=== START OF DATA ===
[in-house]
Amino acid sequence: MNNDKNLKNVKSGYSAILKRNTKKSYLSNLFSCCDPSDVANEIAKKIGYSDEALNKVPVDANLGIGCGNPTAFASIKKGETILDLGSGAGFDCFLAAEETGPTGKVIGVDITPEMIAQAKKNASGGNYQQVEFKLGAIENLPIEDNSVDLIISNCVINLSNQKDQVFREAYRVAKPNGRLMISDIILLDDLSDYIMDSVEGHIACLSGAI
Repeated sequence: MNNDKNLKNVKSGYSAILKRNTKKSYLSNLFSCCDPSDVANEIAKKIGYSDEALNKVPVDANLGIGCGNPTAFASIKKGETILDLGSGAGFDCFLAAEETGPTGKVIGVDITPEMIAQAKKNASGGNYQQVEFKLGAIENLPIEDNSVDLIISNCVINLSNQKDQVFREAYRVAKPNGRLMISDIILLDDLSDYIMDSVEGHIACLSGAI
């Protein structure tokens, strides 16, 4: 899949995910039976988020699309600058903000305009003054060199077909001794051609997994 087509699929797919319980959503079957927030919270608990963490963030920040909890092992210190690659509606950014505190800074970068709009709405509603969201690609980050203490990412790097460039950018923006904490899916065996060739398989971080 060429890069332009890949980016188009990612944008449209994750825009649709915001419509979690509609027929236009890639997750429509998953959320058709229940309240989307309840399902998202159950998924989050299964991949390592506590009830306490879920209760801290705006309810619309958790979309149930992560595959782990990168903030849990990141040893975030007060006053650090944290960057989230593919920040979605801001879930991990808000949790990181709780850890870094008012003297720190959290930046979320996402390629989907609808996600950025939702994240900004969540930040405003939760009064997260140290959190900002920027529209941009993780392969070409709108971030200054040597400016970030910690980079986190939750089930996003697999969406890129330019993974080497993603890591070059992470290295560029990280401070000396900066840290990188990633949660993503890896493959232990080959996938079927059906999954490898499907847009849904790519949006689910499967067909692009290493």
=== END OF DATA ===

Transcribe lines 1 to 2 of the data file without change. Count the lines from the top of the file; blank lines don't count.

[in-house]
Amino acid sequence: MNNDKNLKNVKSGYSAILKRNTKKSYLSNLFSCCDPSDVANEIAKKIGYSDEALNKVPVDANLGIGCGNPTAFASIKKGETILDLGSGAGFDCFLAAEETGPTGKVIGVDITPEMIAQAKKNASGGNYQQVEFKLGAIENLPIEDNSVDLIISNCVINLSNQKDQVFREAYRVAKPNGRLMISDIILLDDLSDYIMDSVEGHIACLSGAI